Don’t miss the Hall of Ocean Life where you’ll have an opportunity to see a life-size model of a 94-foot blue whale — it’s an experience you won’t soon forget. Also, the taxidermy mammals are remarkable and have captivated both children and adults for years.
Must see at the American Museum of Natural History: Hayden Planetarium (one of the best planetariums in the world), the Milstein Hall of Ocean Life (for blue whale), the Hall of Saurischian Dinosaurs (for the iconic Tyrannosaurus Rex skeleton) and the Butterfly Conservatory (requires additional fee, but worthwhile).
For a helpful map of this (massive) New York City museum, click here.
Address: 200 Central Park West, New York, NY 10024
Solomon R. Guggenheim Museum
The iconic architectural feat that houses the Guggenheim Museum in NYC was Frank Lloyd Wright’s most notable achievement. Unfortunately, Wright passed away six months before the museum opened to the public in 1959.
Today this monolithic and distinctive concrete structure is considered a work of art itself and attracts more than 1 million visitors per year.
Once inside, visitors slowly make their way up a spiral ramp to observe world-famous modern art in an airy and colossal space. The entire length of the ramp is equivalent to 1/4 mile walk and naturally passes through the exhibits on each floor.
Swing by The Wright cafe if you’re feeling hungry, it’s one of the best in-house cafes we’ve found to date.
Must see at the Guggenheim: Composition 8 by Kandinsky, Picasso’s work, Mountains of Saint Remy by Vincent van Gogh and The Hermitage at Pontoise by Camille Pissarro.
Address: 1071 5th Ave, New York, NY 10128
9/11 Memorial & Museum
Sometimes I’m hesitant to mention visiting the 9/11 Museum because it’s such an emotional experience (you can’t help but cry). However, it truly is one of the best museums in New York City and definitely worth the visit, as long as you can emotionally brace yourself.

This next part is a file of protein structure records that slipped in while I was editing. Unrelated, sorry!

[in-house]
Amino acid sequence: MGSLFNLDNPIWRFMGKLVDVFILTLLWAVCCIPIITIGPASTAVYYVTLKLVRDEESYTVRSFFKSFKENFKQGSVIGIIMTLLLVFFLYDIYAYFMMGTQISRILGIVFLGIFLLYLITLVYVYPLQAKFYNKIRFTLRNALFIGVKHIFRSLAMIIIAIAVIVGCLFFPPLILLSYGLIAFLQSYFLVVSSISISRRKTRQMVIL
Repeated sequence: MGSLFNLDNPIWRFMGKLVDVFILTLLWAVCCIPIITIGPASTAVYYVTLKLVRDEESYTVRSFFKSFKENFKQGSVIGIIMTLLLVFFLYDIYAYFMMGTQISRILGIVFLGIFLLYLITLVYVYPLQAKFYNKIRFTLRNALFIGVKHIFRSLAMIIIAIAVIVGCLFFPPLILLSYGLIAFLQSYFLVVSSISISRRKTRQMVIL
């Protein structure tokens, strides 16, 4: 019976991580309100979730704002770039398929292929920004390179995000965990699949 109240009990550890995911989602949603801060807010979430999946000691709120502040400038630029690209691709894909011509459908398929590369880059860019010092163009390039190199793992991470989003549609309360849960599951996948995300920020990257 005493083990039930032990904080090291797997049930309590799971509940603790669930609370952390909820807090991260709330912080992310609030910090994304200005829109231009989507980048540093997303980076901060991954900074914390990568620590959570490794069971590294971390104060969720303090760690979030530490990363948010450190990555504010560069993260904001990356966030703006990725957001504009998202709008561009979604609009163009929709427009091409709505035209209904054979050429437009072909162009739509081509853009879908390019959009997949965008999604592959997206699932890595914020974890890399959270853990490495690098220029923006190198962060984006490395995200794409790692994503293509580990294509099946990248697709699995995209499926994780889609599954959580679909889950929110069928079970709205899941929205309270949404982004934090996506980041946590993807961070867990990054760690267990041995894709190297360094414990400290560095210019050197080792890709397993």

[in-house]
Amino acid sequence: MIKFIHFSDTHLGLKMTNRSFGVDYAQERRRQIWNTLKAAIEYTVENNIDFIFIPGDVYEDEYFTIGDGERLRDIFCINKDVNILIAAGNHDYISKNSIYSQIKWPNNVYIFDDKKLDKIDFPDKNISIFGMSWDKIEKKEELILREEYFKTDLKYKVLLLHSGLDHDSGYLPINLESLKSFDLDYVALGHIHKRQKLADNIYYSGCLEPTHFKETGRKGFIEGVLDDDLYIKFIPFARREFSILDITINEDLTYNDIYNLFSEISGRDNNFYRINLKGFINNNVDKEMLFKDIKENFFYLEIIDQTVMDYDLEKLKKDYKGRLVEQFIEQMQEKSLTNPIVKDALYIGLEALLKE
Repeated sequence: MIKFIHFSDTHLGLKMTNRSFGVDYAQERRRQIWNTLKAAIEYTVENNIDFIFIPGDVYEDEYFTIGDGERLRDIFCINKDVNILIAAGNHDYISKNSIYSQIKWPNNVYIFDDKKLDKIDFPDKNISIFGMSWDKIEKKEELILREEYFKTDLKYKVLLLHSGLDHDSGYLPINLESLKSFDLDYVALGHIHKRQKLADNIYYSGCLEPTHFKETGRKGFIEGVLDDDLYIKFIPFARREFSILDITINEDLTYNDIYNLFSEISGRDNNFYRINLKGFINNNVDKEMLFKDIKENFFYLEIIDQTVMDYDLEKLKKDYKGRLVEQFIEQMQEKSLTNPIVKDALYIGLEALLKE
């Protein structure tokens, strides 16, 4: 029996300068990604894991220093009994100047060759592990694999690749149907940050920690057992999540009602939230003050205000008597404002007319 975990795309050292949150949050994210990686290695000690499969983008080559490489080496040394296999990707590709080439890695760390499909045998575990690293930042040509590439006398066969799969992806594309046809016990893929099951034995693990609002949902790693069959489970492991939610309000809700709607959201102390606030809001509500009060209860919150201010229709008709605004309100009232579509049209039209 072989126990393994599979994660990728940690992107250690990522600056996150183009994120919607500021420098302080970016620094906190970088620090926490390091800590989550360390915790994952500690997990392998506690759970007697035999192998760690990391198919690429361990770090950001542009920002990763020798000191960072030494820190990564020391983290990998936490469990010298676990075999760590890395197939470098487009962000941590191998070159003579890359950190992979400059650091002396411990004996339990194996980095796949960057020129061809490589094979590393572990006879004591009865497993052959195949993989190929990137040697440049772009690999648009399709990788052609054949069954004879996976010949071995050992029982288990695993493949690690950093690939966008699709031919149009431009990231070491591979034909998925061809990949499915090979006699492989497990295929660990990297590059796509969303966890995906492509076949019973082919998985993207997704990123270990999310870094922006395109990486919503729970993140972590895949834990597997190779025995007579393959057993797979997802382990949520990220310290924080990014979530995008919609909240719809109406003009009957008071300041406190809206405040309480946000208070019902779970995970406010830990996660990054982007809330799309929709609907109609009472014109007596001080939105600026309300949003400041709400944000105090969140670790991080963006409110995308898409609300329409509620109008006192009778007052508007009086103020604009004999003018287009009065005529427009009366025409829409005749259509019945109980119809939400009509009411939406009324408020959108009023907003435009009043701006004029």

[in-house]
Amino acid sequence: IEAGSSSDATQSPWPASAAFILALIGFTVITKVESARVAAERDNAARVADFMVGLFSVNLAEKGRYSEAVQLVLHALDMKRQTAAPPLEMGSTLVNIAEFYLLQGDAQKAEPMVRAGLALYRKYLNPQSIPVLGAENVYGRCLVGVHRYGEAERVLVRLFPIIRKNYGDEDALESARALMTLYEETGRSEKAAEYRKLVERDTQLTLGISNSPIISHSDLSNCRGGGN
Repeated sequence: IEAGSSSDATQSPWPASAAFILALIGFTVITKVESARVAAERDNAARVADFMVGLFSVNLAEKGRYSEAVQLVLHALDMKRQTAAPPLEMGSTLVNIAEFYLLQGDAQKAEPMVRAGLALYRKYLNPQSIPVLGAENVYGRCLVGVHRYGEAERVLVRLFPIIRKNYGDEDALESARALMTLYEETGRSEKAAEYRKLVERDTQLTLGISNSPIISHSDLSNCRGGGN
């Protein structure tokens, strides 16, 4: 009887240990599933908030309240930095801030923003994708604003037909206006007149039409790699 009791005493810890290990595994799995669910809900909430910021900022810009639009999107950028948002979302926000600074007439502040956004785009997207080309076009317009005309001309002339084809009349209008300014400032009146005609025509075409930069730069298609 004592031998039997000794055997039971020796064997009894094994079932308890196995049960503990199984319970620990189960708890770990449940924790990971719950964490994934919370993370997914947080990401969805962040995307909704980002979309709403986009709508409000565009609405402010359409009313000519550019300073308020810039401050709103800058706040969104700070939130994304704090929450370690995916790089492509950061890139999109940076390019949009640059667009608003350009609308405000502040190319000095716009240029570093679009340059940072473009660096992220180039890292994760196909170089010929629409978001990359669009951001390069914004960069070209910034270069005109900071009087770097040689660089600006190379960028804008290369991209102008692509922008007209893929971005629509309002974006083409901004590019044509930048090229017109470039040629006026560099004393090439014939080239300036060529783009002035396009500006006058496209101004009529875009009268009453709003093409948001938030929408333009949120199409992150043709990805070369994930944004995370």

Located right next to the moving 9/11 memorial, this New York City museum is thoughtfully made. You’ll need to descend down an escalator to reach the interior because it’s located beneath ground level.
The museum’s layout is clean and easy to follow, your focus instantly latches on to the intended exhibit. The pace of the visit always feels rightfully slow, as visitors contemplate the gravity of the situation.
This musuem experience is heartbreaking but important, I think everyone should see the 9/11 Museum as least once. It’s something you won’t be able to forget.
Address: 180 Greenwich St, New York, NY 10007
Intrepid Sea, Air & Space Museum
Home to a remarkable collection of military vessels of the sea and sky, the Intrepid Sea, Air & Space Museum in New York City is a must-see for any military enthusiast or history buff.
The Intrepid Sea, Air & Space Museum is considered one of the 10 best aviation museums in the world, reason alone to visit.
More than 1 million visitors per year choose to visit this important New York City museum to explore the exciting collection. Expect to find authentic WWII fighter planes, aircraft carriers, a submarine used during the Cold War, supersonic jet and the NASA space shuttle Enterprise.
Allow up to 2-3 hours for the plethora of interactive displays and exhibits, this is not a NYC museum experience you’ll want to rush.
Address: Pier 86, W 46th St, New York, NY 10036
More Popular Museums in NYC
The Morgan Library & Museum
Have you ever wondered what it would be like to be a multi-millionaire? How about a multi-millionaire with a passion for books? If so, I have the spot for you.
The Morgan Library & Museum allows visitors to step inside the private library of J.P. Morgan. The library is quipped with three floors of metal-enclosed walnut bookshelves, chock full of rare books.